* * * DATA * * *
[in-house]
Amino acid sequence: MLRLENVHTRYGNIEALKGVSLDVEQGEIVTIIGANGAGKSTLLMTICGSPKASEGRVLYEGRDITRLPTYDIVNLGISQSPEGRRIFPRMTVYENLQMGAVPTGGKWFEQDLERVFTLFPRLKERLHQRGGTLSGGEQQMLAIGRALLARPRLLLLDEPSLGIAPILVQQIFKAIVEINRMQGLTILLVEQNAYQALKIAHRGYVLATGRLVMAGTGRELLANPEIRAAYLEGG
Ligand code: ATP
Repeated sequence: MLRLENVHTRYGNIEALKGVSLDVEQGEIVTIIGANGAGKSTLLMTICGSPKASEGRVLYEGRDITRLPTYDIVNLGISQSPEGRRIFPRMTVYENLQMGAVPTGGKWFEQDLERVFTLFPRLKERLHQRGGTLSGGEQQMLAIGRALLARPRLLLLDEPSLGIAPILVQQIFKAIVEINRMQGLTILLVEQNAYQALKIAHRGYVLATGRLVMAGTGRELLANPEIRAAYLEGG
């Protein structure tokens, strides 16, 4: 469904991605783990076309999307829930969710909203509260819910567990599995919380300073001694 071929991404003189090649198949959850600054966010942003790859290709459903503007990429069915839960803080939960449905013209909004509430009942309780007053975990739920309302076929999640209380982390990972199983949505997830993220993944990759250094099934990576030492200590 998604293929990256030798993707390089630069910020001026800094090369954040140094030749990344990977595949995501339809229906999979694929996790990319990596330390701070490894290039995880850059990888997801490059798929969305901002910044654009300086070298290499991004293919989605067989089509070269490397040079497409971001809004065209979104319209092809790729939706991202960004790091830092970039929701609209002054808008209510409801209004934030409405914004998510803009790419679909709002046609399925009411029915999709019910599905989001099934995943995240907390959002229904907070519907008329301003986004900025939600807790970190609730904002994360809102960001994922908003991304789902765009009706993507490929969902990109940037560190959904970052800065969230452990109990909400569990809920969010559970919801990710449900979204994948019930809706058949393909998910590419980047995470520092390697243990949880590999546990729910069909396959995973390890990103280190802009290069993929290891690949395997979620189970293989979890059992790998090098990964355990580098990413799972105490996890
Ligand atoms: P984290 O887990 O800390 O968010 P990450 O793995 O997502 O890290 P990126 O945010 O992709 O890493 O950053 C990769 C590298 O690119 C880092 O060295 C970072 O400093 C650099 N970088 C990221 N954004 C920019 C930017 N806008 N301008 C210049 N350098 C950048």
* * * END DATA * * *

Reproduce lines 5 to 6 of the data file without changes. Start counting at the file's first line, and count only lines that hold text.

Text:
């Protein structure tokens, strides 16, 4: 469904991605783990076309999307829930969710909203509260819910567990599995919380300073001694 071929991404003189090649198949959850600054966010942003790859290709459903503007990429069915839960803080939960449905013209909004509430009942309780007053975990739920309302076929999640209380982390990972199983949505997830993220993944990759250094099934990576030492200590 998604293929990256030798993707390089630069910020001026800094090369954040140094030749990344990977595949995501339809229906999979694929996790990319990596330390701070490894290039995880850059990888997801490059798929969305901002910044654009300086070298290499991004293919989605067989089509070269490397040079497409971001809004065209979104319209092809790729939706991202960004790091830092970039929701609209002054808008209510409801209004934030409405914004998510803009790419679909709002046609399925009411029915999709019910599905989001099934995943995240907390959002229904907070519907008329301003986004900025939600807790970190609730904002994360809102960001994922908003991304789902765009009706993507490929969902990109940037560190959904970052800065969230452990109990909400569990809920969010559970919801990710449900979204994948019930809706058949393909998910590419980047995470520092390697243990949880590999546990729910069909396959995973390890990103280190802009290069993929290891690949395997979620189970293989979890059992790998090098990964355990580098990413799972105490996890
Ligand atoms: P984290 O887990 O800390 O968010 P990450 O793995 O997502 O890290 P990126 O945010 O992709 O890493 O950053 C990769 C590298 O690119 C880092 O060295 C970072 O400093 C650099 N970088 C990221 N954004 C920019 C930017 N806008 N301008 C210049 N350098 C950048």